The aim of the study was to establish how non-prescription medicine (NPM) dependence is treated by doctors in specialist substance misuse treatment services and to identify perceived barriers to providing treatment. An online survey was conducted to establish current practice and whether changes to service provision are needed to facilitate treatment (n = 83). Semi-structured interviews, based on the Theoretical Domains Framework, were conducted to derive a detailed exploration of suggested changes (n = 11). Most survey respondents had encountered cases of NPM dependence. Analgesics containing codeine were the most frequently NPMs of dependence mentioned by respondents. Most respondents were unaware of specific guidelines for the treatment of NPM dependence. The most frequently identified barriers to providing treatment identified by interviewees were limited resources or capacity and the challenges presented by this client group. There was a perception that this client group could be difficult to treat due to comorbidities, and these this client group perceived themselves to be different from people dependent on alcohol or illicit drugs. This study identified a clear need for specific clinical guidelines for the treatment of NPM dependence. Such guidance should be appropriate for specialist and generalist clinicians as the current pressure on resources may force more treatment into general practice. Appropriate care pathways need to be established and defined, and sufficient resources allocated to accommodate this client group.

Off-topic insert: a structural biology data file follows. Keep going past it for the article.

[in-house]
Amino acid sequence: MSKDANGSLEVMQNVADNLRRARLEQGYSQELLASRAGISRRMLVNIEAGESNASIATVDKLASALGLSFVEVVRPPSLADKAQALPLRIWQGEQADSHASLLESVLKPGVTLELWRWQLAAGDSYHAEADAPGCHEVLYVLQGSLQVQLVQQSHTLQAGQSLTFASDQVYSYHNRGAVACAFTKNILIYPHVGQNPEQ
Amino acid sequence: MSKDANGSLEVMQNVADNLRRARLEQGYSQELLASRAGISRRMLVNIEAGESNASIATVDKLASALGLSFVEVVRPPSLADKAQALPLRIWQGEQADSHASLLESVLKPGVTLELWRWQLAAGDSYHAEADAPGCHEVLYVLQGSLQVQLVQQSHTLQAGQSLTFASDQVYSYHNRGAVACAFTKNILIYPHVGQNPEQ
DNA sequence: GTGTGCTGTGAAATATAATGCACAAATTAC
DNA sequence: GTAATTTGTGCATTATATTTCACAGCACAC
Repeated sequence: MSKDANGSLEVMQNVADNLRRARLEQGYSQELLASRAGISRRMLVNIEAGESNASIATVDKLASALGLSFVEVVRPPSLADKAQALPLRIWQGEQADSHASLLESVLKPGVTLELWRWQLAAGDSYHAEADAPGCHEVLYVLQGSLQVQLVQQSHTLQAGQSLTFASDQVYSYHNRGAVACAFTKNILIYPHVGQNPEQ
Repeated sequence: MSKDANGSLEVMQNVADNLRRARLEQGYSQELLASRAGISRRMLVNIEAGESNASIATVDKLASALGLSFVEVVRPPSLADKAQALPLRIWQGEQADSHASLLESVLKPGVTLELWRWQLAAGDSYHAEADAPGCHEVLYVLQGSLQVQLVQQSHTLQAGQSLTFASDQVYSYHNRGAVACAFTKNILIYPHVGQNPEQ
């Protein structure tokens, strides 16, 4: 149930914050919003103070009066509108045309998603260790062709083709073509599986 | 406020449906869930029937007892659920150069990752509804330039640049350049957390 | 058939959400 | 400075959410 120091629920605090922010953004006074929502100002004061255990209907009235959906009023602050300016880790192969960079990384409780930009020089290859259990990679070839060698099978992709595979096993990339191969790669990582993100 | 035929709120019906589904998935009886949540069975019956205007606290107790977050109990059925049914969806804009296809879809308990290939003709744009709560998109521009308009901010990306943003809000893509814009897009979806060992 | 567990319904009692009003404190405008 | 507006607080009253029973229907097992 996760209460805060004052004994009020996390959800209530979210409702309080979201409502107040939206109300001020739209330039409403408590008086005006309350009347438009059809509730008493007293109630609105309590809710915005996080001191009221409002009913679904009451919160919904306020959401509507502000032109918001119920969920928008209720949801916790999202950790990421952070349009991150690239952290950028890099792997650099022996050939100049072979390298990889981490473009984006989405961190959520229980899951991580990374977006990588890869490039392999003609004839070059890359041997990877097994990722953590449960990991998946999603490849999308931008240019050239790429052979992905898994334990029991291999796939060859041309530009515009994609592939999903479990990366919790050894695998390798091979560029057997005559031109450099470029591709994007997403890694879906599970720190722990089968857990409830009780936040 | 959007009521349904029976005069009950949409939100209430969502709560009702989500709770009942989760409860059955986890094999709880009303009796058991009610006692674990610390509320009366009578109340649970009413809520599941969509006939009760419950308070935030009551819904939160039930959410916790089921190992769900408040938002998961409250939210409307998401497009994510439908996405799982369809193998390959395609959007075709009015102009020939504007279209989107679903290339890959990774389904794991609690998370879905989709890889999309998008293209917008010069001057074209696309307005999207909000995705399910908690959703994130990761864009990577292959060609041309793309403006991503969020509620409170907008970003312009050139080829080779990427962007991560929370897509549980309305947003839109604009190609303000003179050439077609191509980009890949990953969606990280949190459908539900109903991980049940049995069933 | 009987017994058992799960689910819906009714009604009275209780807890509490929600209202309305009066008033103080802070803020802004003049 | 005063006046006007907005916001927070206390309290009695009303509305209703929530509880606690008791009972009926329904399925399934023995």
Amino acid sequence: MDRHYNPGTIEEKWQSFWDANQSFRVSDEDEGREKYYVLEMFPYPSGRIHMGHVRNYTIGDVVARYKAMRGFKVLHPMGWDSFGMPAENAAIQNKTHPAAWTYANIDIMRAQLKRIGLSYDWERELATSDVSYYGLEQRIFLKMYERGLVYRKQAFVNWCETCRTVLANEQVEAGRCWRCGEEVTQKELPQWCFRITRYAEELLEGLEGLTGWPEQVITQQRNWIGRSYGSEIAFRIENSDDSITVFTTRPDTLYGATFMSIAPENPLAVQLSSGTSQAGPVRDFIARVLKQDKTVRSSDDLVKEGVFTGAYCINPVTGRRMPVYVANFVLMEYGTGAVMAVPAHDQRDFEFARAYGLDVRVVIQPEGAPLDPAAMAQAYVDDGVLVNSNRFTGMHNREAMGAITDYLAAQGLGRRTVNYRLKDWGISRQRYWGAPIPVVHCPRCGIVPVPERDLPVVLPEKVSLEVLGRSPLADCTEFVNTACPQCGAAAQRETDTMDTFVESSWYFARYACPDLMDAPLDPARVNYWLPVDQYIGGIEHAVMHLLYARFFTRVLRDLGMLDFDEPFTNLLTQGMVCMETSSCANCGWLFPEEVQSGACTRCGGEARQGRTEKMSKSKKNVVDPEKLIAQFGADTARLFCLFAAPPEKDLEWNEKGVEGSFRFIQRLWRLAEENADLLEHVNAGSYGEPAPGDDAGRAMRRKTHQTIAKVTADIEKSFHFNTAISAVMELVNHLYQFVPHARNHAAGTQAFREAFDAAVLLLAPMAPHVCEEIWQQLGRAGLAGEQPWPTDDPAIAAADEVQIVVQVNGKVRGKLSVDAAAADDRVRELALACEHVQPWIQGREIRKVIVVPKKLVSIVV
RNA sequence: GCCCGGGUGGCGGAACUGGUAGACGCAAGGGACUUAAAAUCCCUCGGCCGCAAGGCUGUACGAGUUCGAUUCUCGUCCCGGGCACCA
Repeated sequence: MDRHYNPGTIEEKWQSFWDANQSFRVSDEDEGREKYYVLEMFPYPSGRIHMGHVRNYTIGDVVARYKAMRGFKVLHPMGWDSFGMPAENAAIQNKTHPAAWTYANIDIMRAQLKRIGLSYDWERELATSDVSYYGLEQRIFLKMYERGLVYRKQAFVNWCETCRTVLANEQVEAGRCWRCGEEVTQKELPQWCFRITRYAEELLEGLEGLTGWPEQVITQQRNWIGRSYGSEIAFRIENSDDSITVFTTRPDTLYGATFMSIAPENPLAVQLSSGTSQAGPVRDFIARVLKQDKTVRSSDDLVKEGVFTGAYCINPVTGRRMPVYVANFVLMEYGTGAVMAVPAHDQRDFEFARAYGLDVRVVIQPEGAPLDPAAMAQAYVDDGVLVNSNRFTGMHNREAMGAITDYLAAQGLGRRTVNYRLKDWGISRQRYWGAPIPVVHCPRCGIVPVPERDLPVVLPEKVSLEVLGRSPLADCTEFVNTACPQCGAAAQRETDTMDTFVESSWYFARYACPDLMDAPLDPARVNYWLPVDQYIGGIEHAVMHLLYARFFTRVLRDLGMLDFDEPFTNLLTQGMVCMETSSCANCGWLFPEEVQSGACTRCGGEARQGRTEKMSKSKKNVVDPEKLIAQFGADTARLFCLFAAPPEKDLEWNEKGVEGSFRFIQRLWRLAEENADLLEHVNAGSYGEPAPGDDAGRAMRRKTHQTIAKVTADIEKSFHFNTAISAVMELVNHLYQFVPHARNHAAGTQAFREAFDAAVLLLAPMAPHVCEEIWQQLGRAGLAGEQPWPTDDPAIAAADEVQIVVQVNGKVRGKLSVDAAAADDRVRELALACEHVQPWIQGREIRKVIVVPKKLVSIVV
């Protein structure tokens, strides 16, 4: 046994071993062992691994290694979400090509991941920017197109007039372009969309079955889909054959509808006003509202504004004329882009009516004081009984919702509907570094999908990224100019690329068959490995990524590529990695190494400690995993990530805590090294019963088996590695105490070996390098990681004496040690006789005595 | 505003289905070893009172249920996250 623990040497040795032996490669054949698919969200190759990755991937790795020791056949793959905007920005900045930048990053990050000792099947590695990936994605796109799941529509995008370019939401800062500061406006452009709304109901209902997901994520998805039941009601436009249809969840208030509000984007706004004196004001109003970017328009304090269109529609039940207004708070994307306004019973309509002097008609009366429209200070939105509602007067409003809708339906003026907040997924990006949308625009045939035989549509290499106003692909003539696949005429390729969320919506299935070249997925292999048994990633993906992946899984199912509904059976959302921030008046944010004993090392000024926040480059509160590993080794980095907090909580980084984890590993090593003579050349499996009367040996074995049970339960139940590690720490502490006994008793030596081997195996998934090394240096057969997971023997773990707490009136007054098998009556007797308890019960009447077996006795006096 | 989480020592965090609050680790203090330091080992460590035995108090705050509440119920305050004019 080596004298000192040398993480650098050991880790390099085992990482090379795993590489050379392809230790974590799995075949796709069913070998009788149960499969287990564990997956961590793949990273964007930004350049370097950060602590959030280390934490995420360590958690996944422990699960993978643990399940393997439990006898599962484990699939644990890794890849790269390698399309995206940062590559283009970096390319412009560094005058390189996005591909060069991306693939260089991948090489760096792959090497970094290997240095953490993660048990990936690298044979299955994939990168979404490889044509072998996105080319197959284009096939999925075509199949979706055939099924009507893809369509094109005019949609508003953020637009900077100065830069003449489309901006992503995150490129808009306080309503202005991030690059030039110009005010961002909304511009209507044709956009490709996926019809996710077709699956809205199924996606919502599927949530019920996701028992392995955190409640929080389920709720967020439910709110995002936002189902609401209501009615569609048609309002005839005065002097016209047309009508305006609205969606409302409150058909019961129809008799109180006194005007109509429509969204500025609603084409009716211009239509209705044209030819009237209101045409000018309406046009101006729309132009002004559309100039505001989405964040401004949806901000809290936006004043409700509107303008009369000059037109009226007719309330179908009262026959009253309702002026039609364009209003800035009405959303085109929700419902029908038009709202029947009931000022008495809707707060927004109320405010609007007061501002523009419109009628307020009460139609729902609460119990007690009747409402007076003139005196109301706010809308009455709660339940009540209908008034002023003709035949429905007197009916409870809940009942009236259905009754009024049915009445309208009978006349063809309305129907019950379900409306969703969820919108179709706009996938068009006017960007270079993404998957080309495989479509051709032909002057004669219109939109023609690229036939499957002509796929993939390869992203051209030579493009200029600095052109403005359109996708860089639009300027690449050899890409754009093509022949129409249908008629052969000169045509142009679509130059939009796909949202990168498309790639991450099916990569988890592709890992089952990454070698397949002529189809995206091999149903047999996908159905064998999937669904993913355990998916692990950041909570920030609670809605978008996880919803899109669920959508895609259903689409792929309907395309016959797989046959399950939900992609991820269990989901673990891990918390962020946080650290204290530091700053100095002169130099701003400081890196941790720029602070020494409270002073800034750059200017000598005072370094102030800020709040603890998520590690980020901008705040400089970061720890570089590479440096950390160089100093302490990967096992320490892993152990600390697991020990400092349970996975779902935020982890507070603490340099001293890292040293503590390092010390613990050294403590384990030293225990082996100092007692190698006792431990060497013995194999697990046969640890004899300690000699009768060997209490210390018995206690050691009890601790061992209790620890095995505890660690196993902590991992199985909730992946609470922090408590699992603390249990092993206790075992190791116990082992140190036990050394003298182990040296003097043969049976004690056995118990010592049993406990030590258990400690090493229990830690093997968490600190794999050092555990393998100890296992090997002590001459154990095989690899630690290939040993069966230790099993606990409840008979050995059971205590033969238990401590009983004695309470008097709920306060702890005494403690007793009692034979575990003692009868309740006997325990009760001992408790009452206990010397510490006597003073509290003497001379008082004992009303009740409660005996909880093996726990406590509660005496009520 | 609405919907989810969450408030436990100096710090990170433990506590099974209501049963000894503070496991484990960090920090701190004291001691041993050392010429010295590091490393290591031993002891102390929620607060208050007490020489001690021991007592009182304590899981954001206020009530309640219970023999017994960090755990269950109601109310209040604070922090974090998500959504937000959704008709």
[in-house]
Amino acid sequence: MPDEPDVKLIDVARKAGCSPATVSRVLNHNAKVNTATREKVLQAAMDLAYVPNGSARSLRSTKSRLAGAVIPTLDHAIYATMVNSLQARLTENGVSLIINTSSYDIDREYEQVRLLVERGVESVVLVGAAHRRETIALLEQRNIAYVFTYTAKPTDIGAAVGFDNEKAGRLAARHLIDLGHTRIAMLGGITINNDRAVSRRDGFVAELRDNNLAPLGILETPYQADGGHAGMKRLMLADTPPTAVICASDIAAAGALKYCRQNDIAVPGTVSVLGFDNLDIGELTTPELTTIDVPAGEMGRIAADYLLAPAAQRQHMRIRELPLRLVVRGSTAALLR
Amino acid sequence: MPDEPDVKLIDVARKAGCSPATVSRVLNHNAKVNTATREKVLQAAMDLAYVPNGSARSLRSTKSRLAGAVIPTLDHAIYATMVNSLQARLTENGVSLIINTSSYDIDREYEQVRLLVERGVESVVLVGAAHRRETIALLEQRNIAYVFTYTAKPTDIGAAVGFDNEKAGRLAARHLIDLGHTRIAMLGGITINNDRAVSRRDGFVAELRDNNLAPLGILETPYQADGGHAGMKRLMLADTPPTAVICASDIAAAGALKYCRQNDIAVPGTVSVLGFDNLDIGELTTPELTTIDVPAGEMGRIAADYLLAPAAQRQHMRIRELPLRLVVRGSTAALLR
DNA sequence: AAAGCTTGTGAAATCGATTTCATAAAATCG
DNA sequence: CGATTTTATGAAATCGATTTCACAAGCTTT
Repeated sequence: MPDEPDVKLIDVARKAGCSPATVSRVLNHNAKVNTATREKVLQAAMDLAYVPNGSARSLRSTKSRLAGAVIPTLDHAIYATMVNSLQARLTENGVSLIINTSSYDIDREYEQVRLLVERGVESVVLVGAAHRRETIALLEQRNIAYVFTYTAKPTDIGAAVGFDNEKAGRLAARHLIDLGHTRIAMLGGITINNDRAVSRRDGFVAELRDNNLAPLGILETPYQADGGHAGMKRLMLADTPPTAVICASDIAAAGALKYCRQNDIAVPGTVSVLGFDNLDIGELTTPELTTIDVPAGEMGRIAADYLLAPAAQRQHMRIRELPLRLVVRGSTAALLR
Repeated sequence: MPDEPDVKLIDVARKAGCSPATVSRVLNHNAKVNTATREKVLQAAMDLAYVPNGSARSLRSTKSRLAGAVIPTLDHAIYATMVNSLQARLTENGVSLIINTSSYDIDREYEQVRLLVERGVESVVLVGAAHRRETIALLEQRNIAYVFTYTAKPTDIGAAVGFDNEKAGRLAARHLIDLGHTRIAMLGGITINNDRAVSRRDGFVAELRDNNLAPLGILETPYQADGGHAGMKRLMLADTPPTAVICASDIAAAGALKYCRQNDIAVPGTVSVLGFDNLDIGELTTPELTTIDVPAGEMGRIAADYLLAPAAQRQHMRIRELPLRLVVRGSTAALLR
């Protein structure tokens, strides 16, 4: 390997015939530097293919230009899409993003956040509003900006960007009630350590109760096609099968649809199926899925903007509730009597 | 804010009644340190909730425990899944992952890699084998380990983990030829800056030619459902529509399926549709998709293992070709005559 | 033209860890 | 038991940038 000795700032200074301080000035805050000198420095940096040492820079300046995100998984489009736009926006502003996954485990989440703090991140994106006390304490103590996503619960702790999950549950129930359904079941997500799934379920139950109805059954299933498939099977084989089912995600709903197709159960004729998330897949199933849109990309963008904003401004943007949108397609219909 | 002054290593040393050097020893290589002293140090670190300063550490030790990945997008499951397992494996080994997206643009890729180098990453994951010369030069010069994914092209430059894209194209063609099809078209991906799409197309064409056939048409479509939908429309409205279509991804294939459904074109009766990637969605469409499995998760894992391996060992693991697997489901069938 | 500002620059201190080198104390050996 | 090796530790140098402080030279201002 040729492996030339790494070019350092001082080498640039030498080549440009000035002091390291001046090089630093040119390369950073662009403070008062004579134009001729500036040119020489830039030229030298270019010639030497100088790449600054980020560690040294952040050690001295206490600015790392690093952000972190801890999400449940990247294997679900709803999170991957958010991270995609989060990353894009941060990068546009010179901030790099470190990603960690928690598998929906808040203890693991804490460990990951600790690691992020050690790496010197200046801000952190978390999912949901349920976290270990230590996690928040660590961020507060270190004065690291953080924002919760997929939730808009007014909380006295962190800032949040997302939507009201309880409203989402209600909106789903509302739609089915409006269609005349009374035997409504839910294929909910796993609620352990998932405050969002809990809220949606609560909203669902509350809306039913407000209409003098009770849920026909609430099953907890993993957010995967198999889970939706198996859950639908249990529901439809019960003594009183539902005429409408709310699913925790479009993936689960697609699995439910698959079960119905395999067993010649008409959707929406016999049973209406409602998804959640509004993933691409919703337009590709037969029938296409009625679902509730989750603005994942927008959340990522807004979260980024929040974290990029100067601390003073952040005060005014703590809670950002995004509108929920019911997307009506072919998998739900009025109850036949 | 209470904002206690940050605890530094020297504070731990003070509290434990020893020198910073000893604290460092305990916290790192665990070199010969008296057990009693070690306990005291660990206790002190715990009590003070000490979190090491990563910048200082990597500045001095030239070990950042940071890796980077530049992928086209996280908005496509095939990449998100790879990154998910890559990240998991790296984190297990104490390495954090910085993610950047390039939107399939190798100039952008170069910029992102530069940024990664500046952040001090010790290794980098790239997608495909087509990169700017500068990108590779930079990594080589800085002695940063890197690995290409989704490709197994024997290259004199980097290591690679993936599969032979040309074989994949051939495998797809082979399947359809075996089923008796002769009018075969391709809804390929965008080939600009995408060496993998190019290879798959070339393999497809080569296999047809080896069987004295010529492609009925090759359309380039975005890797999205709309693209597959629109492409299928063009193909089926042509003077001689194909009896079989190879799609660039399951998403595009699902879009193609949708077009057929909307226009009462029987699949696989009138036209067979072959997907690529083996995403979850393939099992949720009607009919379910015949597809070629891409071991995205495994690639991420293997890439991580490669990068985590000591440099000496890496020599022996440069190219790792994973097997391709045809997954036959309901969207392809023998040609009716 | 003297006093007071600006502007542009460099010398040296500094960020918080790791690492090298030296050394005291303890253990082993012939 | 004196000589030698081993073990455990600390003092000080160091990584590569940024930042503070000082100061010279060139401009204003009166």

Bibliographical noteThis research was funded by THE SOCIETY FOR THE STUDY OF ADDICTION in the form a PhD studentship awarded to Niamh Fingleton.
Supplementary Materials: The following are available online at http://www.mdpi.com/2226-4787/7/1/25/s1,
Table S1: Summary of belief statements and illustrative quotes assigned to the theoretical domains
- nonprescription drugs
- over-the-counter drugs
- drug misuse
- substance-related disorders;
- psychological theory
- Qualitative Research